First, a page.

• Provides guidance in What Counts? on representation of well-funded organizations, nonprofit media organizations, work on an appellate case as court-appointed amicus, and other examples that may count as pro bono for purposes of the Challenge.


Racial Justice

  • Adds guidance to the Commentary addressing Challenge Principle 5(d) acknowledging there is no universal definition of racial justice pro bono and provides considerations for engaging in racial justice pro bono work, along with some examples of racial justice pro bono work provided by law firms in response to the PBI 2022 Annual Law Firm Challenge Report. (In January 2022, PBI expanded the Law Firm Pro Bono Challenge Principles by adding provision 5(d), which commits Challenge signatories to combat racial injustices and other systemic injustice through their pro bono work.)

The PBI Board of Directors and Law Firm Pro Bono Project Advisory Committee would like to thank the Working Group for their substantial efforts. Additionally, thank you to the expertise of the Association of Pro Bono Counsel members and select legal service organizations that provided their comments to the Working Group’s initial draft recommendations.

Challenge signatories are requested to consider the guidance in responding to the 2024 Challenge Survey next year.

The fully updated Challenge Documents are available for download using the following links:


Defining Law Firm Pro Bono Working Group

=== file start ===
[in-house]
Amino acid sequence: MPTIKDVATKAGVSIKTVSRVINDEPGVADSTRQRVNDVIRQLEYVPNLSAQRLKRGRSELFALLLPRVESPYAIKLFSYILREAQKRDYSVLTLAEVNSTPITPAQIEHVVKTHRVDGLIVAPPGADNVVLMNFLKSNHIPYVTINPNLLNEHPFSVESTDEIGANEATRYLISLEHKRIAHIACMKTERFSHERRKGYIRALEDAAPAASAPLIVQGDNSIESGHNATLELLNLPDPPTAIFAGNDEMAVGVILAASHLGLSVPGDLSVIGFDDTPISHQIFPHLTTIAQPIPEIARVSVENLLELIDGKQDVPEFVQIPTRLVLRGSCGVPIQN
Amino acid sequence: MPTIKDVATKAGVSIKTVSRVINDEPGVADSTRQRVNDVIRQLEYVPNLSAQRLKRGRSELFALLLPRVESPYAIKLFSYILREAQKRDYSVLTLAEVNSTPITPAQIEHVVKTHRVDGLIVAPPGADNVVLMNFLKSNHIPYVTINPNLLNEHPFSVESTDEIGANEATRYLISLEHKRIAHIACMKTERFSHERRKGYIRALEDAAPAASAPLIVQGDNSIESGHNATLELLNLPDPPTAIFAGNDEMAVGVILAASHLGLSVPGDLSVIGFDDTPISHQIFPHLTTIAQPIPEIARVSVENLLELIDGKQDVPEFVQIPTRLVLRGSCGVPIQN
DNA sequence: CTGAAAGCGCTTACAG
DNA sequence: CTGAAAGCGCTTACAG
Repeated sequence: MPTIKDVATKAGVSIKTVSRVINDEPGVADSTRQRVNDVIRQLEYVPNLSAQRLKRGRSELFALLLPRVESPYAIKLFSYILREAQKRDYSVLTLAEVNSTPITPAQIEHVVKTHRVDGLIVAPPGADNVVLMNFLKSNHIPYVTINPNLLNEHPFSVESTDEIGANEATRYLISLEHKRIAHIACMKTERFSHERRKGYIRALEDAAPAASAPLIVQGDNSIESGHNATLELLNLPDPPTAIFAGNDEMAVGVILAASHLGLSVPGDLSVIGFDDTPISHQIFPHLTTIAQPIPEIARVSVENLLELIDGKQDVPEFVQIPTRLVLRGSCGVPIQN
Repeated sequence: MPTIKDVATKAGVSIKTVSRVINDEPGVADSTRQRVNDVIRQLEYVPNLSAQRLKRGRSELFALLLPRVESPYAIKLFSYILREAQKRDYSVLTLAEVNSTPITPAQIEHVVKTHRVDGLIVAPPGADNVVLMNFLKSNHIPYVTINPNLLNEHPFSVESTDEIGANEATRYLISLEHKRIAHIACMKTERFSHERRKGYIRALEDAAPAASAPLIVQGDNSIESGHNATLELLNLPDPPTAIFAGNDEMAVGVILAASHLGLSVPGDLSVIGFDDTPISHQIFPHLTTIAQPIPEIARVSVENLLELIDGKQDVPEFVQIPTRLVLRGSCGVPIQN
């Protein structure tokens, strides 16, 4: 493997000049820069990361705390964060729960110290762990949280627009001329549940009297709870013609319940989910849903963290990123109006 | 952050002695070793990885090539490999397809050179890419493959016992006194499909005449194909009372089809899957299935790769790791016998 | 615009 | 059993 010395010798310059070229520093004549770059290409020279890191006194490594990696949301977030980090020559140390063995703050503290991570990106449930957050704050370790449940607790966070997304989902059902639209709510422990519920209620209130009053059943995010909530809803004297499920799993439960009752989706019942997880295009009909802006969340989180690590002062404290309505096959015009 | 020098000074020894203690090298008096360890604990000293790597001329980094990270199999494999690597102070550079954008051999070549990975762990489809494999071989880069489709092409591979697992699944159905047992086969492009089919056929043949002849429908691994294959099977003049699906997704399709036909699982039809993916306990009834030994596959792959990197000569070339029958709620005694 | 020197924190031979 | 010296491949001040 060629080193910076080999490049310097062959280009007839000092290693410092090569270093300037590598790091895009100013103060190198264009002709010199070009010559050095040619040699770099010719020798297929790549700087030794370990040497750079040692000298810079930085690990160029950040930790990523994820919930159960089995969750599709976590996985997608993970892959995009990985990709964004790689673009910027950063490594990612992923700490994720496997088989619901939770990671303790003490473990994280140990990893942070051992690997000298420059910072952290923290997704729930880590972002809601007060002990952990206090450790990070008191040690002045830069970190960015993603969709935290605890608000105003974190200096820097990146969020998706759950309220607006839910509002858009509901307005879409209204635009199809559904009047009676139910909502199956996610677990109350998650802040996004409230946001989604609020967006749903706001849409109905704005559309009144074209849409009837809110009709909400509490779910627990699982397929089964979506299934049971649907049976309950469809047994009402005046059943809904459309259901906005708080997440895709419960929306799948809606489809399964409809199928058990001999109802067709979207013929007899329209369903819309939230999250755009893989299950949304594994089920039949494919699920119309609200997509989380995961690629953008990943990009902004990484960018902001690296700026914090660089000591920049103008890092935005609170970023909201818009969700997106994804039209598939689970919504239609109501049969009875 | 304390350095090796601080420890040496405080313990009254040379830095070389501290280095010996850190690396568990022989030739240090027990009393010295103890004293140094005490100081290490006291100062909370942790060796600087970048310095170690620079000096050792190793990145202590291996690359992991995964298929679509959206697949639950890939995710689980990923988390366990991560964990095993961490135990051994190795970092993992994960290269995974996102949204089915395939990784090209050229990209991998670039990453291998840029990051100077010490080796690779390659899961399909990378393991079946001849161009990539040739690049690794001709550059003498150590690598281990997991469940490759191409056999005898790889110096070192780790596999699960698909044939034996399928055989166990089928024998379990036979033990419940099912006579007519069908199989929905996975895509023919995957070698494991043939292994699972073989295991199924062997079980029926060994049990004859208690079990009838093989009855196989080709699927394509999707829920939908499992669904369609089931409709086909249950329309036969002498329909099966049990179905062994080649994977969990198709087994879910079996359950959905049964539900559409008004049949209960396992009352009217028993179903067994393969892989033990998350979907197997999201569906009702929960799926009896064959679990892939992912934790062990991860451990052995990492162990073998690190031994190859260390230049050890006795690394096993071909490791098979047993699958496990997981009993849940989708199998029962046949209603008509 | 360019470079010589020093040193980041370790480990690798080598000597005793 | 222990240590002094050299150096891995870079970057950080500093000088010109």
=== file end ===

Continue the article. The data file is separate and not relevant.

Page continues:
Cheryl Naja, Co-Chair
Director of Pro Bono and Community Service
Alston & Bird LLP
Nihad Mansour, Co-Chair
Assistant Director, Law Firm Pro Bono Project
Pro Bono Institute


Hilarie Atkisson
Senior Director of Corporate Social Responsibility / Pro Bono Counsel
Fenwick & West LLP
Alison King
Pro Bono Counsel
Kirkland & Ellis LLP
Wendy Atrokhov
Public Service Counsel, Director of Global Pro Bono
Latham & Watkins LLP
Paul Lee
Pro Bono Partner
Steptoe & Johnson LLP
Tiffany Graves
Pro Bono Counsel
Bradley Arant Boult Cummings LLP
Leah Medway
Pro Bono Counsel
Perkins Coie LLP
Amy Grunske
Head of International Pro Bono, Sustainability & Community Responsibility
Orrick, Herrington & Sutcliffe LLP
Carolyn Rosenthal
Director of Pro Bono
Goodwin Procter LLP
Chris Herrling
Pro Bono Counsel
Wilmer Cutler Pickering Hale and Dorr LLP
Kathleen Wach
Pro Bono Counsel
Miller & Chevalier Chartered
Lamin Khadar
Sustainability Lawyer
Dentons Europe LLP
Angie Zimmern
Pro Bono Director and Senior Counsel
McGuireWoods LLP

About Pro Bono Institute

Founded in 1996, Pro Bono Institute (PBI) is a Washington, D.C.-based nonprofit organization. With an unparalleled depth of knowledge, resources and expertise, PBI is the respected resource for all things pro bono. Through our work with law firms, in-house corporate legal departments, and public interest organizations, PBI is the global thought leader in exploring, identifying, evaluating, catalyzing, and taking to scale new approaches to and resources for the provision of legal services to the poor, disadvantaged, and other individuals or groups unable to secure legal assistance to address critical problems.

About the Law Firm Pro Bono Project

The Law Firm Pro Bono Project is a global effort designed to support and enhance the pro bono culture and performance of major law firms in the United States and around the world. The Project’s goal is to fully integrate pro bono into the practice, philosophy, and culture of firms so that large law firms provide the institutional support, infrastructure, and encouragement essential to fostering a climate supportive of pro bono service and promoting partner and associate participation.

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Pro Bono Institute, PBI, and Law Firm Pro Bono Project are registered trademarks of Pro Bono Institute.